Different People, Different Beliefs, One Faith.
A Blessing Before School
By Daniel Gregoire
Back to School – Parents: enter the chill, Children: enter the thrill. Even though I am rather thankful not to have “rushing to catch the early morning school bus” on my agenda; I nevertheless become a schoolboy once more. This time of year I find myself filled with excitement, and hope and memory. Lots of memories, now.
Like the memory of a tradition from my boyhood that I really miss and I would recommend it to us as a faith community, especially those of us with children. The tradition is prayer before stepping out of the house for school.
Let me give you a bit of my social context. I was raised by my religious grandparents, and my very religious grandmother who would often insist that I say a prayer before leaving the house, especially when school was in session. Grandma was a fervent believer in the power of prayer to change things, to avert or undo disasters. She also believed in the power of prayer, I understand it now, to establish a relationship between the individual and the divine. Now, grandma had a very specific idea of what she meant by the “divine” deeply rooted in her Pentecostal Christian tradition.
As a child, prayer seemed like another step, perhaps an annoying, or, at the very least, an unnecessary step to take before going out into the world. “What could go wrong grandma?”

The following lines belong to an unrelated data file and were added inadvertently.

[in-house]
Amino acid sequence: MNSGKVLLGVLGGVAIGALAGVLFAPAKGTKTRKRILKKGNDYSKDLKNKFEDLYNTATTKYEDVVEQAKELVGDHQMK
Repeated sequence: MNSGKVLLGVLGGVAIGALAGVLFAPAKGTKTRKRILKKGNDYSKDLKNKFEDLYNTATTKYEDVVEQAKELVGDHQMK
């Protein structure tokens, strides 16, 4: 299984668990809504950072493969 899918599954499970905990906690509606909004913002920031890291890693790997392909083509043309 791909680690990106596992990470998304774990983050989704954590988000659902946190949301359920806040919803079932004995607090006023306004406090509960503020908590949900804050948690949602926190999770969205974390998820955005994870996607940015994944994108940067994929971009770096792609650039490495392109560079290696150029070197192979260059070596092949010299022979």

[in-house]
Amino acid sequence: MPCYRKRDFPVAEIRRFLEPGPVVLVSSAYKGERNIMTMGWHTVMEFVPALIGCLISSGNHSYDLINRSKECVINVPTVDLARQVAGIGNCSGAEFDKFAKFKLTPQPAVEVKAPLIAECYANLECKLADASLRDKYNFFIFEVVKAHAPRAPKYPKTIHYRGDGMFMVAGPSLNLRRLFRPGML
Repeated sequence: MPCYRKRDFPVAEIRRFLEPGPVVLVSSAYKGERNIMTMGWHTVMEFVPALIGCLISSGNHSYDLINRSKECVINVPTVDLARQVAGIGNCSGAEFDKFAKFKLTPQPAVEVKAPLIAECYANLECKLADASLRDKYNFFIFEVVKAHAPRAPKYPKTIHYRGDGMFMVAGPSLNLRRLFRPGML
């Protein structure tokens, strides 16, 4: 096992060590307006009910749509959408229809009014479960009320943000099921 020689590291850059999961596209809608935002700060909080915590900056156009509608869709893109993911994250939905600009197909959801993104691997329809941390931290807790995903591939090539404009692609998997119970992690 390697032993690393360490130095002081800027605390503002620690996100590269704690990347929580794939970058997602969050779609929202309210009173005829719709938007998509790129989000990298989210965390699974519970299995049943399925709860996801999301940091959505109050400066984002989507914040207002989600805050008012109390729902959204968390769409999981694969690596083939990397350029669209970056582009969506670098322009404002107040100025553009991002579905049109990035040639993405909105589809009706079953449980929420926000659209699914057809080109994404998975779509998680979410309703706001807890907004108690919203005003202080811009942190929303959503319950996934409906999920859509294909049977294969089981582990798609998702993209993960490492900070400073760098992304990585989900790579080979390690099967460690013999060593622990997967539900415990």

And, if the idea of prayer is to simply curry some special favor from an anthropomorphic deity, perhaps it is indeed a poor use of time. Rather, if prayer was an opportunity to establish a relationship, even if that relationship were with oneself, or better yet, to set an intention for the day, then it is worthwhile.
When you send your precious wee-folk to school, perhaps you might ask them “did you pray?”
Did you set your intention for today?
How do you want to be in the world today?
Their response to these and other questions are as prayerful as any supplications for protections against seen and unseen dangers. We might encourage our children to be helpful, to be kind, to share their best selves with the world. We could encourage them to move with safety and wisdom and creativity as they move through their classes and extracurricular activities.
Prayer everyday might be a bit much…for some.
But consider this: praying with your child right now, right now creating sacred space and giving voice to your intention for this new school year and allowing them an opportunity to give voice to their intention. I believe you will be strengthening your relationship to each other, and your relationship(s) to the “divine” however you understand that holiness that surrounds (and, at times, confounds) us. And, if nothing else, you’ll be creating special memories that may very well last a life time.